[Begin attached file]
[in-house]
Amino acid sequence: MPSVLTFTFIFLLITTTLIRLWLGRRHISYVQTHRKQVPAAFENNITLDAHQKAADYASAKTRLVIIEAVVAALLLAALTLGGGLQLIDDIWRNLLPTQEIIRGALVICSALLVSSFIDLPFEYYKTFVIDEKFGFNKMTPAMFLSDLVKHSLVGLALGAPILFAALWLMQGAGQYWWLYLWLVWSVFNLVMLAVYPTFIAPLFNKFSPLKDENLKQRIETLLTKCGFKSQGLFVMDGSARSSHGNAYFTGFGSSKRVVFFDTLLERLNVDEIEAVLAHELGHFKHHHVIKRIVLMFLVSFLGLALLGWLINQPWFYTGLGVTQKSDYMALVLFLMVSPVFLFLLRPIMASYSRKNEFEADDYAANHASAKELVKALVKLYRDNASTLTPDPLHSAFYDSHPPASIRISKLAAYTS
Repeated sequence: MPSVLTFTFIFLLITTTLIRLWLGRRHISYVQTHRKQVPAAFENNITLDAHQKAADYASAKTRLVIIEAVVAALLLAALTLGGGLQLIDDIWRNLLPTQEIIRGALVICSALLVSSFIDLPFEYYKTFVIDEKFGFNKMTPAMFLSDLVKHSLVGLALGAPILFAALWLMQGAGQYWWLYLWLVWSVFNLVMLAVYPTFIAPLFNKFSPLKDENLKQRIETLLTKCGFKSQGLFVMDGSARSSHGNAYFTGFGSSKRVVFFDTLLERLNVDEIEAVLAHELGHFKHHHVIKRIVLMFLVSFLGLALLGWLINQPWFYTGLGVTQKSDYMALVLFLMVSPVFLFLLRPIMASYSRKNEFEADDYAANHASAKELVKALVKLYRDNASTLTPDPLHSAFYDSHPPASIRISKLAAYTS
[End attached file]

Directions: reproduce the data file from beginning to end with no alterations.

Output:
[in-house]
Amino acid sequence: MPSVLTFTFIFLLITTTLIRLWLGRRHISYVQTHRKQVPAAFENNITLDAHQKAADYASAKTRLVIIEAVVAALLLAALTLGGGLQLIDDIWRNLLPTQEIIRGALVICSALLVSSFIDLPFEYYKTFVIDEKFGFNKMTPAMFLSDLVKHSLVGLALGAPILFAALWLMQGAGQYWWLYLWLVWSVFNLVMLAVYPTFIAPLFNKFSPLKDENLKQRIETLLTKCGFKSQGLFVMDGSARSSHGNAYFTGFGSSKRVVFFDTLLERLNVDEIEAVLAHELGHFKHHHVIKRIVLMFLVSFLGLALLGWLINQPWFYTGLGVTQKSDYMALVLFLMVSPVFLFLLRPIMASYSRKNEFEADDYAANHASAKELVKALVKLYRDNASTLTPDPLHSAFYDSHPPASIRISKLAAYTS
Repeated sequence: MPSVLTFTFIFLLITTTLIRLWLGRRHISYVQTHRKQVPAAFENNITLDAHQKAADYASAKTRLVIIEAVVAALLLAALTLGGGLQLIDDIWRNLLPTQEIIRGALVICSALLVSSFIDLPFEYYKTFVIDEKFGFNKMTPAMFLSDLVKHSLVGLALGAPILFAALWLMQGAGQYWWLYLWLVWSVFNLVMLAVYPTFIAPLFNKFSPLKDENLKQRIETLLTKCGFKSQGLFVMDGSARSSHGNAYFTGFGSSKRVVFFDTLLERLNVDEIEAVLAHELGHFKHHHVIKRIVLMFLVSFLGLALLGWLINQPWFYTGLGVTQKSDYMALVLFLMVSPVFLFLLRPIMASYSRKNEFEADDYAANHASAKELVKALVKLYRDNASTLTPDPLHSAFYDSHPPASIRISKLAAYTS